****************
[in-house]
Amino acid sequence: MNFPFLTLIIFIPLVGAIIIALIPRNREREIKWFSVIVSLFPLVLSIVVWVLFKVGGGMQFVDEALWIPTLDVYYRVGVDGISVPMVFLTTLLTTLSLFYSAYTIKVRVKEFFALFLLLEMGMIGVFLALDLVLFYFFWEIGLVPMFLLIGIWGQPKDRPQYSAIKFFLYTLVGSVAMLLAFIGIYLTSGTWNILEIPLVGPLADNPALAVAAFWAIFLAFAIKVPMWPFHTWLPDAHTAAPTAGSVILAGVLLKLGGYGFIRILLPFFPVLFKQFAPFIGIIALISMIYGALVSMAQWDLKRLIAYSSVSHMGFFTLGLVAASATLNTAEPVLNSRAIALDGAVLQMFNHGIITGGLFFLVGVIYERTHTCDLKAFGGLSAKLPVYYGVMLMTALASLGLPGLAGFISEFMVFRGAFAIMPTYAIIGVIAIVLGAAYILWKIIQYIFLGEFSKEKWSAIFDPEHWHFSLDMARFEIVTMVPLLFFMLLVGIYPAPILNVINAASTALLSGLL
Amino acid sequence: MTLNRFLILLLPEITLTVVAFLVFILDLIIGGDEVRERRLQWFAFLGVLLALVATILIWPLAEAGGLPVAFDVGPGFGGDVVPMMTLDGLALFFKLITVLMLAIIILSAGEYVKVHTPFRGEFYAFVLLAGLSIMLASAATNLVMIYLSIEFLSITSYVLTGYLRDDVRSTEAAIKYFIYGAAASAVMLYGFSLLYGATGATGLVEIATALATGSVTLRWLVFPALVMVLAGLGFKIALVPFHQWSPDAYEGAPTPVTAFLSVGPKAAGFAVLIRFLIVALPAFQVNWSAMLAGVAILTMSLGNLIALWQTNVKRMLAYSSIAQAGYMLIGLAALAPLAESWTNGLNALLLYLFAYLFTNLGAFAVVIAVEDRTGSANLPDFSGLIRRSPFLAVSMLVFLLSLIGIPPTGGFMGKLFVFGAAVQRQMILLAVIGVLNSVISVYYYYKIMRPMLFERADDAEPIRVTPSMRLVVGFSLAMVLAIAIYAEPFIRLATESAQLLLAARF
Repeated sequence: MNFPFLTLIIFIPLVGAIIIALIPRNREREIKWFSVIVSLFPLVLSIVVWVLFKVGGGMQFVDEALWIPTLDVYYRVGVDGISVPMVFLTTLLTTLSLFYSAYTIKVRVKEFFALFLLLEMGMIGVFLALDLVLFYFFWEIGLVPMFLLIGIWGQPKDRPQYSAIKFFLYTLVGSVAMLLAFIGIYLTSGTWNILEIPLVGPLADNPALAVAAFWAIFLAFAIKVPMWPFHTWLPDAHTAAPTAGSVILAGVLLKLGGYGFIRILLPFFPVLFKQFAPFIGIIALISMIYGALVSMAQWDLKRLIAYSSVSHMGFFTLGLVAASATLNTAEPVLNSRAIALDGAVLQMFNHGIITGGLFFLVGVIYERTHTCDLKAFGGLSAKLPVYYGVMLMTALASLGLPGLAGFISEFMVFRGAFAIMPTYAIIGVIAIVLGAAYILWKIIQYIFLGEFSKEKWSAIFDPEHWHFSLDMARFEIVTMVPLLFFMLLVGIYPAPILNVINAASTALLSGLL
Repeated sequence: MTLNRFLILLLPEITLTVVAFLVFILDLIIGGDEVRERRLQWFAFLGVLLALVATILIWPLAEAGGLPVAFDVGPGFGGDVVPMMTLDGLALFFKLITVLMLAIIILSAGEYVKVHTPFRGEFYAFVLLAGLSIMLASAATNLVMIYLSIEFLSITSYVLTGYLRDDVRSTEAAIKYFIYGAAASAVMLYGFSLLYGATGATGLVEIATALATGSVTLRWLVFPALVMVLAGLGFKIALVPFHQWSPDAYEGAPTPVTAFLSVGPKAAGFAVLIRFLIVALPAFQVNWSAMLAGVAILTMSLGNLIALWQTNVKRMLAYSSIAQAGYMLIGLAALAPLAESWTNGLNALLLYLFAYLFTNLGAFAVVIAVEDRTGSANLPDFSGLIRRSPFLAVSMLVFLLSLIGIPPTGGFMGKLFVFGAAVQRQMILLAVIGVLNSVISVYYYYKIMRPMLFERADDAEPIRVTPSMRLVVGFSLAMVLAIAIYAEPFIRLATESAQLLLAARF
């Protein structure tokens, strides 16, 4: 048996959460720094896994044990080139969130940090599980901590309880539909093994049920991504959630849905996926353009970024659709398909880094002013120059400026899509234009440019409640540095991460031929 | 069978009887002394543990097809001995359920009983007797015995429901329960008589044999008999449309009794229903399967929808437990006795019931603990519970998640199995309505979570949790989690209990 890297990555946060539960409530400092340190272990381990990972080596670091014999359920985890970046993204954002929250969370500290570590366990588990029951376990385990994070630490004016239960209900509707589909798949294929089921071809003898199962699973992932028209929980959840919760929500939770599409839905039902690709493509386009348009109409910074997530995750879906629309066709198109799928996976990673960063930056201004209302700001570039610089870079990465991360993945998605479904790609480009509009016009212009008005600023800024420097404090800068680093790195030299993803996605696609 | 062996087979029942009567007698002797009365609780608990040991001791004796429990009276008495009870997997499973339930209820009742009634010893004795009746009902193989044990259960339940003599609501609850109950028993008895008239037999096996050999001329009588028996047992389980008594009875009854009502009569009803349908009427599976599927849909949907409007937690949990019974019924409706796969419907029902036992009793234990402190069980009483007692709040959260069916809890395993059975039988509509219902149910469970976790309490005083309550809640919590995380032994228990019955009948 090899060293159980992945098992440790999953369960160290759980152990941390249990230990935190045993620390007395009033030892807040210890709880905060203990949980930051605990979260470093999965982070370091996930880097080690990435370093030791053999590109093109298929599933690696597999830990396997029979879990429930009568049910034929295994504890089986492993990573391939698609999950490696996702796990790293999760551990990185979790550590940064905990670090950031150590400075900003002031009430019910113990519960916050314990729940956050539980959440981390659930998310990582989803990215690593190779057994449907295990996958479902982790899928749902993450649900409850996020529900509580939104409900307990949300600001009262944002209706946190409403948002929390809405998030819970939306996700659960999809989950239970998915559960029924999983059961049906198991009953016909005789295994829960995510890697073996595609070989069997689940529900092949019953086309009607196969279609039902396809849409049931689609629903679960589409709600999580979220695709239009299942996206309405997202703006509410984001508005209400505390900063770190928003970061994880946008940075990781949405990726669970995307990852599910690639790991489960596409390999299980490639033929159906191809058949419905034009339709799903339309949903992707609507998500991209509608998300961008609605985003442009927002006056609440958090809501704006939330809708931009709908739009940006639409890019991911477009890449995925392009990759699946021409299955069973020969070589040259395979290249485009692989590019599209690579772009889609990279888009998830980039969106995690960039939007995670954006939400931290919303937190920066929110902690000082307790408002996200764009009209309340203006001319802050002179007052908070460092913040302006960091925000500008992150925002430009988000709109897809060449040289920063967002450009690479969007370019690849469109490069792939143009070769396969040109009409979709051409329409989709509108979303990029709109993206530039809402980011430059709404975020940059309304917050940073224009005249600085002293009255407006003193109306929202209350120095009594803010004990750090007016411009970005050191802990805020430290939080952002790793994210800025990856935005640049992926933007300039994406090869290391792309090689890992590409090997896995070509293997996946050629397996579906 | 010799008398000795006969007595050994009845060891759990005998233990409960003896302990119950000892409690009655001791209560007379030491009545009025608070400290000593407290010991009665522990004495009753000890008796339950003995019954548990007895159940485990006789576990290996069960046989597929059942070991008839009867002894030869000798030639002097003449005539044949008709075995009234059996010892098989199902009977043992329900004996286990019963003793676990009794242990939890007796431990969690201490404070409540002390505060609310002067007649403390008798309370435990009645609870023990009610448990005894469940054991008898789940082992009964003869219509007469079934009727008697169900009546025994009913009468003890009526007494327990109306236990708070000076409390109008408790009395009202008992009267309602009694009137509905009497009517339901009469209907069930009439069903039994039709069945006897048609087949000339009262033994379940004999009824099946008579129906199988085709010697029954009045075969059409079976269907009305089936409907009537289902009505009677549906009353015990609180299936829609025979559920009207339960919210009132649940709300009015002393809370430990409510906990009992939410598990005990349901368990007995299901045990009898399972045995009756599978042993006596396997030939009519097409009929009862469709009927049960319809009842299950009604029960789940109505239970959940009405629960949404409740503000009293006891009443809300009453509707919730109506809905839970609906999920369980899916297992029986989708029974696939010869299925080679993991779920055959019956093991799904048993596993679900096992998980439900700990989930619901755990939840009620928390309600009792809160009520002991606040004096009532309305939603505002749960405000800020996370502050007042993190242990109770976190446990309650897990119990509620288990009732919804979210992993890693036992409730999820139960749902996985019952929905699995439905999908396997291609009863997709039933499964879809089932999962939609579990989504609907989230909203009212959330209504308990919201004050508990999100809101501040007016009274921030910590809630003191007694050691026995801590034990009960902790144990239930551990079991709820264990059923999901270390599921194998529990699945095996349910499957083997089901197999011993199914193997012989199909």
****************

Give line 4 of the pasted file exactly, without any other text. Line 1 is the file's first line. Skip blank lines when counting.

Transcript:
Repeated sequence: MNFPFLTLIIFIPLVGAIIIALIPRNREREIKWFSVIVSLFPLVLSIVVWVLFKVGGGMQFVDEALWIPTLDVYYRVGVDGISVPMVFLTTLLTTLSLFYSAYTIKVRVKEFFALFLLLEMGMIGVFLALDLVLFYFFWEIGLVPMFLLIGIWGQPKDRPQYSAIKFFLYTLVGSVAMLLAFIGIYLTSGTWNILEIPLVGPLADNPALAVAAFWAIFLAFAIKVPMWPFHTWLPDAHTAAPTAGSVILAGVLLKLGGYGFIRILLPFFPVLFKQFAPFIGIIALISMIYGALVSMAQWDLKRLIAYSSVSHMGFFTLGLVAASATLNTAEPVLNSRAIALDGAVLQMFNHGIITGGLFFLVGVIYERTHTCDLKAFGGLSAKLPVYYGVMLMTALASLGLPGLAGFISEFMVFRGAFAIMPTYAIIGVIAIVLGAAYILWKIIQYIFLGEFSKEKWSAIFDPEHWHFSLDMARFEIVTMVPLLFFMLLVGIYPAPILNVINAASTALLSGLL